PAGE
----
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Supporting the SDGs: IAEA Participates in UN High-Level Development Forum

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The IAEA side event  on 'Food Security and Peaceful Uses of Nuclear Technology for Development' hosted at the 2016 United Nations High-Level Political Forum for Sustainable Development. (Photo: IAEA New York Office)

The IAEA highlighted the role of the peaceful uses of nuclear science and technology in contributing to the 2030 Sustainable Development Goals (SDGs) at the first United Nations High-Level Political Forum for Sustainable Development (HLPF).

“Many people around the world reap the benefits of nuclear science and technology — often without even realizing it — in diverse fields such as agriculture, health, industry, energy, water management and environmental monitoring,” said Martin Krause, Director of the IAEA Division of Europe. Outlining the IAEA’s role in promoting the SDGs, Krause emphasized the Agency’s support for its Member States through capacity building in the use of nuclear science and technology to address development challenges.

Martin Krause, Director of the IAEA Division of Europe at the United Nations HLPF for Sustainable Development. (Photo: International Institute for Sustainable Development)

Held under the theme, “Ensuring that no one is left behind,” the HLPF is the central platform created by UN Member States to monitor the implementation of the SDGs.

During the session on science and technology on 12 July, the IAEA explained the widespread uses of nuclear technology and the collaborative projects undertaken with the Agency’s support. “Sharing information and cooperating to promote the safe, secure and peaceful uses of nuclear technology with our Member States is the very essence of the IAEA itself,” said Krause, adding that this knowledge sharing apprises policymakers and enhances relations between countries through the facilitation of international science cooperation between North and South.

Isotopic and nuclear techniques enhance food security

At an IAEA side event, ‘Food Security and Peaceful Uses of Nuclear Technology for Development’, held on the margins of the HLPF, the important areas of the Agency work in this field was highlighted as well as the close partnership with the Food and Agriculture Organization (FAO) of the United Nations.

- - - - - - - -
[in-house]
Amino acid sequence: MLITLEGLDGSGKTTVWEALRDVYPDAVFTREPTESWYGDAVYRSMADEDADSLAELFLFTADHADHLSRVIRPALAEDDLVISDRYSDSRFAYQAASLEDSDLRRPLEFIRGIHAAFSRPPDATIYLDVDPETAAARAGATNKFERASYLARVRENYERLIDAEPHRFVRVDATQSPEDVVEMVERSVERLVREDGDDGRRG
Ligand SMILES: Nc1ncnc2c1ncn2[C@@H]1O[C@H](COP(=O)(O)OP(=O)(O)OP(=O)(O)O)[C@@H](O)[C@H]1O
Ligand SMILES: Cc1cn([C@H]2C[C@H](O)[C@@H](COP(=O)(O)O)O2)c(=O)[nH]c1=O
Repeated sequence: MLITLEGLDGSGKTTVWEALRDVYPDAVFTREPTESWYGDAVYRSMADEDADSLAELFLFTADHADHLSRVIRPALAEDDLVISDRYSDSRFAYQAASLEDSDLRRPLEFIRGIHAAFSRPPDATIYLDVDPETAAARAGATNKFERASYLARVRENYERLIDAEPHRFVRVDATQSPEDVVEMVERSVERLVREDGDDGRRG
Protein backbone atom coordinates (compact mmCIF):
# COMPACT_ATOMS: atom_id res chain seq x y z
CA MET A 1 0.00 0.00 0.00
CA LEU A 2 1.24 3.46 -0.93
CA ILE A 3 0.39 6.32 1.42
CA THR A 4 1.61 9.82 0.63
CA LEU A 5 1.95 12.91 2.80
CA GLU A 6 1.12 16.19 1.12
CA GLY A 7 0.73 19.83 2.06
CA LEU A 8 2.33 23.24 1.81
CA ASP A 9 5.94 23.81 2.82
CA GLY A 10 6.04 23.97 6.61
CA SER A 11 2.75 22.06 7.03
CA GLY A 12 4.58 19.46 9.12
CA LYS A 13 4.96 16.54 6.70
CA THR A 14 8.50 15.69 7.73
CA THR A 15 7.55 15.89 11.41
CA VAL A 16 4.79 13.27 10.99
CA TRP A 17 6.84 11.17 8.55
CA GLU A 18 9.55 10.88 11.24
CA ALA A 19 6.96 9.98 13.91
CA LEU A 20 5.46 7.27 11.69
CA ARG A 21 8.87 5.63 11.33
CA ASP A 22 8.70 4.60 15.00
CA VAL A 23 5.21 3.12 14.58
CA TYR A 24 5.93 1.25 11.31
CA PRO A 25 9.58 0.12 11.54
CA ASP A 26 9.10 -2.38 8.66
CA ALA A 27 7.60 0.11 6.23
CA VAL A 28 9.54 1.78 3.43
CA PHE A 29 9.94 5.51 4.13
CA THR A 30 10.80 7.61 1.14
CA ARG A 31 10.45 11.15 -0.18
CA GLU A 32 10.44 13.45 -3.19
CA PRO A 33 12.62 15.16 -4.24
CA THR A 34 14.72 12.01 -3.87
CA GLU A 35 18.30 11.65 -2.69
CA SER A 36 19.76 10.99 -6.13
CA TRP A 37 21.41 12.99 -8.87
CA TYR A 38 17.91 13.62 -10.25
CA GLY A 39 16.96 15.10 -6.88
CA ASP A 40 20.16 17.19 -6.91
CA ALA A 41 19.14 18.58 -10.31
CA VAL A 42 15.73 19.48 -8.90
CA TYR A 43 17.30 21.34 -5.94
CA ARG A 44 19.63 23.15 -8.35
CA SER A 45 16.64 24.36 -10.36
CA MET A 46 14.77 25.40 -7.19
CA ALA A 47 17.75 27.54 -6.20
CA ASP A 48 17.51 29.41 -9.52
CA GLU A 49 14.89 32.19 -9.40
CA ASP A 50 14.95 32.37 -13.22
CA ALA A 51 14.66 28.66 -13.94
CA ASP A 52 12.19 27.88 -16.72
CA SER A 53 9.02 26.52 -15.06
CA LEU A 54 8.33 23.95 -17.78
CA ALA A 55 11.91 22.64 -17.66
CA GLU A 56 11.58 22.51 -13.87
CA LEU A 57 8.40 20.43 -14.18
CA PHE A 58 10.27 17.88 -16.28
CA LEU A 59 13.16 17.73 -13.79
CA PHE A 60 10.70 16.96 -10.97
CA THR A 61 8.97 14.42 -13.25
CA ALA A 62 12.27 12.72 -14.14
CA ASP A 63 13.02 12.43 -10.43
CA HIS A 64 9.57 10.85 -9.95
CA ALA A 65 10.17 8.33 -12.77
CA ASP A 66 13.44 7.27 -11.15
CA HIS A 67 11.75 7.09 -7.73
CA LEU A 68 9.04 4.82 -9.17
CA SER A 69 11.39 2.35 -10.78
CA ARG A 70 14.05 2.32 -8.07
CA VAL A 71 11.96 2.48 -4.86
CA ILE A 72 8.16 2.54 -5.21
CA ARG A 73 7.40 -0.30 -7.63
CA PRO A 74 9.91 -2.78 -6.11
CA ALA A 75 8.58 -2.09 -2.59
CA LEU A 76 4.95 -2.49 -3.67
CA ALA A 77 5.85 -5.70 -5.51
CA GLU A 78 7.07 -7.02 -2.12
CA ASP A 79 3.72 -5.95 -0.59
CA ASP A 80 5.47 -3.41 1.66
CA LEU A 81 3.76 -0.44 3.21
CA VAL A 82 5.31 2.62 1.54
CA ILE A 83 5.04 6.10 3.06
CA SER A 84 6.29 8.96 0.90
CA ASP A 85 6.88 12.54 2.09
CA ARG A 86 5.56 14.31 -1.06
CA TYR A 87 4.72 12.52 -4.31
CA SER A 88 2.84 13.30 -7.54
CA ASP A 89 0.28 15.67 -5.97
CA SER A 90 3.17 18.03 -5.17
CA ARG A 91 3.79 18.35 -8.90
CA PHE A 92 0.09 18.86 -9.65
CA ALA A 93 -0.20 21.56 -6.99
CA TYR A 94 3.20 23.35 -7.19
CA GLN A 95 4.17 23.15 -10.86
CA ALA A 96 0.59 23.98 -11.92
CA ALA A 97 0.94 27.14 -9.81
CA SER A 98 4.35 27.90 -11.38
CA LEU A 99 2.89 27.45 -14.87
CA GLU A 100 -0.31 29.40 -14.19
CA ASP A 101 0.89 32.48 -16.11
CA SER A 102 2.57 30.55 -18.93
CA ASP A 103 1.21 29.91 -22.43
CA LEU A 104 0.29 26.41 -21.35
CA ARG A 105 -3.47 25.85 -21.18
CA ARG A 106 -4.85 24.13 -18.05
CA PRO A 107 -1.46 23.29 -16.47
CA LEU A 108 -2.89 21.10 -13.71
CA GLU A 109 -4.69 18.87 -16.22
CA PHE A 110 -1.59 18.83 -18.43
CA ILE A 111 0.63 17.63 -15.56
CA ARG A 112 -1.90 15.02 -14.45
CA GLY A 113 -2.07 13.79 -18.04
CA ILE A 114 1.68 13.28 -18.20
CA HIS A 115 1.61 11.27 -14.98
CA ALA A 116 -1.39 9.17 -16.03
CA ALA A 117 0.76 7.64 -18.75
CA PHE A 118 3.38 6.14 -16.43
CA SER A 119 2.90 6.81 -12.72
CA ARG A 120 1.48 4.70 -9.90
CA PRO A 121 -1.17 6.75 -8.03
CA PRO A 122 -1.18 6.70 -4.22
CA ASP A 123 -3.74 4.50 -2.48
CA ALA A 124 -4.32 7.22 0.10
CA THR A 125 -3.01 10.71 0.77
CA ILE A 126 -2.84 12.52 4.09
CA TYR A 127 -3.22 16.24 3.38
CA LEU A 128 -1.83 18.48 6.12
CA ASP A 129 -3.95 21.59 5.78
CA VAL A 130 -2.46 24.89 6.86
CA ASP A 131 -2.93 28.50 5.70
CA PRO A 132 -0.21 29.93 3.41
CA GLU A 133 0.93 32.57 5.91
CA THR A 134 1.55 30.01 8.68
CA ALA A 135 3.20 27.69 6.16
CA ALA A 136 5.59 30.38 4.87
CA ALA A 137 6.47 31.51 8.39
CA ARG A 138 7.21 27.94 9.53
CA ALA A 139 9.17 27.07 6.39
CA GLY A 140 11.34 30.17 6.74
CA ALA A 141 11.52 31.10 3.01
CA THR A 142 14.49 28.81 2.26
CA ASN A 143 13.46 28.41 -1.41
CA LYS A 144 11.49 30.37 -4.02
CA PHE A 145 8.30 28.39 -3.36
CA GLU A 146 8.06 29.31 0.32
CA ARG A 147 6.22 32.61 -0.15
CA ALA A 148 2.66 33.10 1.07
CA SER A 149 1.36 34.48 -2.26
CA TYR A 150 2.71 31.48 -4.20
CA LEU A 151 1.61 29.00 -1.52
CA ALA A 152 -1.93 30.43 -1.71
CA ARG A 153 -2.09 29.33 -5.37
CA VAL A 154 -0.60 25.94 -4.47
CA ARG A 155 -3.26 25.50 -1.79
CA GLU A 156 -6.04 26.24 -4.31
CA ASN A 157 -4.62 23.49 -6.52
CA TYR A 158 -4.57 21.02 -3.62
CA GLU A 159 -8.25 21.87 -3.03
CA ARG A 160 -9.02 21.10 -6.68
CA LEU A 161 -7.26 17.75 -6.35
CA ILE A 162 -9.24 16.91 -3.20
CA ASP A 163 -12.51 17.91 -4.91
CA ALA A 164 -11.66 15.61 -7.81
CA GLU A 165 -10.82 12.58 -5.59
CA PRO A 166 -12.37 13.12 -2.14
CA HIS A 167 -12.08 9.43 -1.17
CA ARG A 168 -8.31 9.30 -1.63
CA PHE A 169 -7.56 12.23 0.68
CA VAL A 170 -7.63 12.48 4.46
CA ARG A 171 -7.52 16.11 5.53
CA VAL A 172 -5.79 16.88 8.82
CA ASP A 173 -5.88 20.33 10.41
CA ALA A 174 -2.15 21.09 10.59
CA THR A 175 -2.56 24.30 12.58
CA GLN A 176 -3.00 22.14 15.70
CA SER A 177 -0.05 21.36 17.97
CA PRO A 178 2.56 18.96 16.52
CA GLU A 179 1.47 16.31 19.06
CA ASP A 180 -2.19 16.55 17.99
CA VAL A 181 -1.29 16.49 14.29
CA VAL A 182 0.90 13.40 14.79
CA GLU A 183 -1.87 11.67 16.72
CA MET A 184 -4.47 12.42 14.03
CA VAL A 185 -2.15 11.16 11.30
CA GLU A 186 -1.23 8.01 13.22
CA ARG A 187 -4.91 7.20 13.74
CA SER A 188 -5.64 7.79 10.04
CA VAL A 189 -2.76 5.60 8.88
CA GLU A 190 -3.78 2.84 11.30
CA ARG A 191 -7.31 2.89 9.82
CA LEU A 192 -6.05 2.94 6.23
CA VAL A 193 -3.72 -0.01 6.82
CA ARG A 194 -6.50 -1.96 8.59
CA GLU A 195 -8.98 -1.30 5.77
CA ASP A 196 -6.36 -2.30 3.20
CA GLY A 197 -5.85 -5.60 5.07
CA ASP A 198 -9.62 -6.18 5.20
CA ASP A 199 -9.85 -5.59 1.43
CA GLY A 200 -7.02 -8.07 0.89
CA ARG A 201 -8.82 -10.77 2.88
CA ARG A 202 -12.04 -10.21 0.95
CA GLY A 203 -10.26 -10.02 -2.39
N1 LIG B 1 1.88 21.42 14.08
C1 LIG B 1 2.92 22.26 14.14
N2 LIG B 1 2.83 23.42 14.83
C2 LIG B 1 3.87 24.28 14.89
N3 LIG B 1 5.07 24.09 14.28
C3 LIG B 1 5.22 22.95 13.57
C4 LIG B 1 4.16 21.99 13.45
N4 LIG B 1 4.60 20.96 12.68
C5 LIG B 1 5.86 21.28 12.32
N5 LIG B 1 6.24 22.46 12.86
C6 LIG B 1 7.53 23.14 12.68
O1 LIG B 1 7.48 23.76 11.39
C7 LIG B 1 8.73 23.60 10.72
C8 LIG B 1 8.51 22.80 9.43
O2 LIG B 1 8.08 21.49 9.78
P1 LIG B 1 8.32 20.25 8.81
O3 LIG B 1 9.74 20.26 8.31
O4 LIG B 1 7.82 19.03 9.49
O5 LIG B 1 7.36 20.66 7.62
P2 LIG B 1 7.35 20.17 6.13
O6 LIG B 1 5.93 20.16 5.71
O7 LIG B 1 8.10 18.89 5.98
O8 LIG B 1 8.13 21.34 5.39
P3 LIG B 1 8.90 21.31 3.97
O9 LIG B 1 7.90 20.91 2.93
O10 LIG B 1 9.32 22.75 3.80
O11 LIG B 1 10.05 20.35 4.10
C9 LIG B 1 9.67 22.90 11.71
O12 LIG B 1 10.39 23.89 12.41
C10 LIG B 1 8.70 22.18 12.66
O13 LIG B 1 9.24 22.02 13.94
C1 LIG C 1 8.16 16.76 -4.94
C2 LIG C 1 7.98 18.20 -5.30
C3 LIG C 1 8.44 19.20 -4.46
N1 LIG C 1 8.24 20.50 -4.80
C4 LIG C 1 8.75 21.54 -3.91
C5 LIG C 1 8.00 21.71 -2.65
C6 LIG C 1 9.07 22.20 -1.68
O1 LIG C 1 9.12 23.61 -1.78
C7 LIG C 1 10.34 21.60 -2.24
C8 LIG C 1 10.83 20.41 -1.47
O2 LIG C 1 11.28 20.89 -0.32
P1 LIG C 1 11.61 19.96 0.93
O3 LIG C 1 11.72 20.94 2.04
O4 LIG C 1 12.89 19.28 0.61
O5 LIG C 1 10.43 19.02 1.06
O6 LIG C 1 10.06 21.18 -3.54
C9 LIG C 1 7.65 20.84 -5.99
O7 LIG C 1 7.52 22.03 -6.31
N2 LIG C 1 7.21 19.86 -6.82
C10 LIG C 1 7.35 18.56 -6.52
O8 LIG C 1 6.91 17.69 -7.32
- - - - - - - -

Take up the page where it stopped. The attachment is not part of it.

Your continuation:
“The IAEA through its Joint FAO/IAEA Programme in food and agriculture uses isotopic and nuclear techniques to assist Member States in improving food security and achieving sustainable agricultural production,” said Krause. The Programme is aimed to increase food security through capacity building and technology transfer, which can significantly contribute to the SDGs, Krause added.

Representatives from the Permanent Missions of Austria, Kazakhstan, the Philippines and South Africa to the United Nations, who participated at the event, highlighted the successful IAEA projects implemented in their countries, where nuclear techniques were used to solve food-related challenges. These projects included mutation breeding to improve wheat production in Kazakhstan, food irradiation to improve food safety in the Philippines and the sterile insect technique to suppress the false codling moth that devastated the export of citrus orchards of the Western Cape in South Africa.

In her remarks, Permanent Representative of the Philippines to the UN Lourdes Ortiz Yparraguirre said that a study conducted in her country on consumer acceptance of irradiated food found that the percentage of consumers willing to purchase irradiated food had substantially increased when consumers were provided with appropriate information on the technology used. “Success is measured not by the number of projects but how they make a difference in the lives of people.”

For his part, Permanent Representative of Kazakhstan to the UN Kairat Abdrakhmanov spoke about his government’s efforts to promote food security, including, the production of new wheat varieties to increase nutrient value and withstand drought. "Promotion of food security is an integral part of Kazakhstan's 2050 Strategy, and the extent of this commitment is not limited to merely raising food production capacity and ensuring national self-sufficiency, but also to expanding agricultural production and meeting regional and global demand."

One of the major problems facing South African citrus farmers is the threat from false codling moths, said Jerry Matjila the Permanent Representative of South Africa to the UN. “The citrus farmers have been struggling for years to deal with false codling moth, which infested their orchards, causing massive damage to citrus and the ability for the citrus industry to grow.” However, since the farmers first used the sterile insect technique equipment in 2007, thanks to IAEA’s support, the codling moths have been substantially reduced, and the citrus industry, which is the second most agricultural export commodity in South Africa, is thriving again, he added.

The importance of the IAEA’s laboratory support for Member States was also highlighted by the Permanent Representative of Austria to the UN, Jan Kickert. “Since their founding in 1962, the IAEA laboratories located in Seibersdorf (Austria) have delivered technical assistance to Member States.”

The renovation of these laboratories will continue to serve Member States' growing and evolving sustainable development needs in the areas of food and agriculture, human health and the environment in the years to come.

The High-Level Political Forum for Sustainable Development took place from 11 to 18 July in New York.

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Last update: 26 Jul 2017

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